Recognizing the virulence factors of methicillin and multidrug resistant S. aureus are essential in developing preventive measures for ocular infectious diseases. The gene encoding the penicillin-binding protein 2a or 2′ (PBP2a or PBP2′) (mecA) was found to be integrated into the chromosomal element (SCCmec) of MRSA . S. aureus isolates with the mecA gene are more likely to be MDR and difficult to treat. Researchers have studied the association between MRSA and cytolysins (α–toxin, γ–toxin, Panton-Valentine leukocidin (PVL) [16–19]. The associations between mecA and staphylococcal superantigens and enterotoxins are still ambiguous. MRSA could be associated with superantigens such as staphylococcal enterotoxin [SE] B or C , and staphylococcal enterotoxin-like [SE-l] Q . Enterotoxin gene cluster types egc1, egc2 and egc3 could also play a role in this association since they are correlated with enterotoxin and enterotoxin-like gene profiles in human nasal carriage and animal isolates of Staphylococcus aureus . However, few studies focused on these virulence factors for Staphylococcus aureus ocular infection. Moreover, statistically the role of each virulence factor was often assessed in a univariate fashion using separate Chi-square test or Fisher’s exact test for each factor [22–25], without adjustment of other factors or consideration of interactions between these virulence factors. Given the high correlations between these virulence factors, it is critical to include as many staphylococcal superantigens and enterotoxins as possible in a unified model to examine the most significant ones.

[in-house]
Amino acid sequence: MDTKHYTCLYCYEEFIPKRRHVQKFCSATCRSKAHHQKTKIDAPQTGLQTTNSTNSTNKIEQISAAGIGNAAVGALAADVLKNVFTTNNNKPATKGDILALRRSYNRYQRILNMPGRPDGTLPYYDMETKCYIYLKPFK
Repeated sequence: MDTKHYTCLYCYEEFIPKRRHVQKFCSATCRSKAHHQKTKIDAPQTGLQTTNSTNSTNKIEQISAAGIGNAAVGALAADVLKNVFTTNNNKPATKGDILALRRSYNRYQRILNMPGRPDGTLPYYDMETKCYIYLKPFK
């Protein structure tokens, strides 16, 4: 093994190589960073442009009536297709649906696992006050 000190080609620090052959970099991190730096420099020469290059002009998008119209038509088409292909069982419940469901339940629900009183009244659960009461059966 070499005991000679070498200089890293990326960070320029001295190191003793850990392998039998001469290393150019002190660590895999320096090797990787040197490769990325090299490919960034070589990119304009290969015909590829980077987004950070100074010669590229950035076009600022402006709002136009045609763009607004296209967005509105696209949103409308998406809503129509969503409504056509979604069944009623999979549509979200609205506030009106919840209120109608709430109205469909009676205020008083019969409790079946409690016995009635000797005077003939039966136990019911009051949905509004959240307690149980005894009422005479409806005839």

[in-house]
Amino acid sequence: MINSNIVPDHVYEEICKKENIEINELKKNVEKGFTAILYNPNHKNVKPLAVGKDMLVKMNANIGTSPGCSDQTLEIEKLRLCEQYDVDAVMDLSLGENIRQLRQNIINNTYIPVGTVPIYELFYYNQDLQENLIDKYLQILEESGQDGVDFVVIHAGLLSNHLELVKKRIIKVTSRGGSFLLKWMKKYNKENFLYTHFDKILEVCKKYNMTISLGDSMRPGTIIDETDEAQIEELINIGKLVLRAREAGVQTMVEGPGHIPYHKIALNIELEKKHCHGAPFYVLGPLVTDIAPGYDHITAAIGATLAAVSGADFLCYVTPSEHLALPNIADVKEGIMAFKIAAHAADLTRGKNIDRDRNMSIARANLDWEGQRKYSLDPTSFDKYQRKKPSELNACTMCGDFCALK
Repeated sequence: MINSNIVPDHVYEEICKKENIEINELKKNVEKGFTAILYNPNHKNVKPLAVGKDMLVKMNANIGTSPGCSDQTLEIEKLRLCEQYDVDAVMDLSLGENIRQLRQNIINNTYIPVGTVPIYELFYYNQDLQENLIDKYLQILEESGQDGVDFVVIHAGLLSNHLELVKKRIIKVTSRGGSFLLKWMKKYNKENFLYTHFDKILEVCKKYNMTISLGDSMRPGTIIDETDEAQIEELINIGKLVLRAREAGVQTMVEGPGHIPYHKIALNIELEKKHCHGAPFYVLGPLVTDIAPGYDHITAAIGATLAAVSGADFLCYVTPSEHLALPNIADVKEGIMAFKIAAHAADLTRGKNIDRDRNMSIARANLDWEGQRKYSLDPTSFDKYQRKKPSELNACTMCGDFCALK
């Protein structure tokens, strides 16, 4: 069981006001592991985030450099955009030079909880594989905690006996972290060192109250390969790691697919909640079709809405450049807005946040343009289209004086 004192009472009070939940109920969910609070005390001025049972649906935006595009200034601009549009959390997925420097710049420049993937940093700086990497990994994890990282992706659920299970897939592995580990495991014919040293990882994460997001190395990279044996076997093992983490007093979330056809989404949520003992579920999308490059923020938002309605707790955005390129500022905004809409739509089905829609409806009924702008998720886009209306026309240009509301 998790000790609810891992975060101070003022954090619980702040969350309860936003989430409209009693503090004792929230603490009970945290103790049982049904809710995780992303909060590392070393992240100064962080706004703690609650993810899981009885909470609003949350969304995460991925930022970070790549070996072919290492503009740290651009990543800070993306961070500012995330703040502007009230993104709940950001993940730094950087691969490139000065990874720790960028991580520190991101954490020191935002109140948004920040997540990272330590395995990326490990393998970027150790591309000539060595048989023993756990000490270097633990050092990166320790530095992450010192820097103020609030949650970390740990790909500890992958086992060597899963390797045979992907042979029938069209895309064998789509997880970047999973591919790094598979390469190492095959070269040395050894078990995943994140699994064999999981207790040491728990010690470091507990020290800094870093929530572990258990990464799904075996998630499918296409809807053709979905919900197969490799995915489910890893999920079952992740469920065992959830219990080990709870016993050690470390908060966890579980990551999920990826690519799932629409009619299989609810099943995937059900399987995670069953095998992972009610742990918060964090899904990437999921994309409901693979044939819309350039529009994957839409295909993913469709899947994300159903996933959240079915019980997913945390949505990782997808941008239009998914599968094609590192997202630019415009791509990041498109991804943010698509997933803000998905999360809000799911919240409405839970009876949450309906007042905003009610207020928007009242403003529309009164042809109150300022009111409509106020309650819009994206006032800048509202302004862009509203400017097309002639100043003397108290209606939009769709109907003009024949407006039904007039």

One statistical challenge for including all the virulence factors in a classification model is the curse of dimensionality. For example, staphylococcal enterotoxins are members of a protein family of more than 20 different staphylococcal exotoxins sharing several biological activities and structural features [9, 26, 27]. We want to examine both the main and the interaction effects for many virulence genes. Moreover, we wonder if we can predict MRSA accurately in a classification model after adding as many staphylococcal superantigen and enterotoxin genes as possible as predictors since high prediction accuracy indicates systematic differences in MRSA and methicillin-susceptible S. aureus (MSSA) ocular pathologies. We also wonder if the predictors are also informative for distinguishing MDR status. Clinically this is important because it will allow us to determine the superantigen profile of persistent strains. In addition, high accuracy of the prediction models would potentially enable the routine application of antimicrobial susceptibility testing to prevent the emergence of antibiotic-resistant strains of potential public health concern, and informative virulence genes might be chosen for tracing the sources of infection in ocular infection. For this purpose, we adopted an ensemble machine learning classifier, Random Forest , to predict MRSA and MDR S. aureus, which over the last twenty years has become widely used for predictions in cardiovascular disease, cancer, HIV, and other non-medical endeavors [29–33]. The objective of this study is to identify virulence factors of staphylococcal superantigens and enterotoxins that are most important for predicting the risk of methicillin and multidrug resistance, and to demonstrate how these informative virulence factors differentiate the predicted probability or risk score of MRSA and MDR S. aureus ocular infection.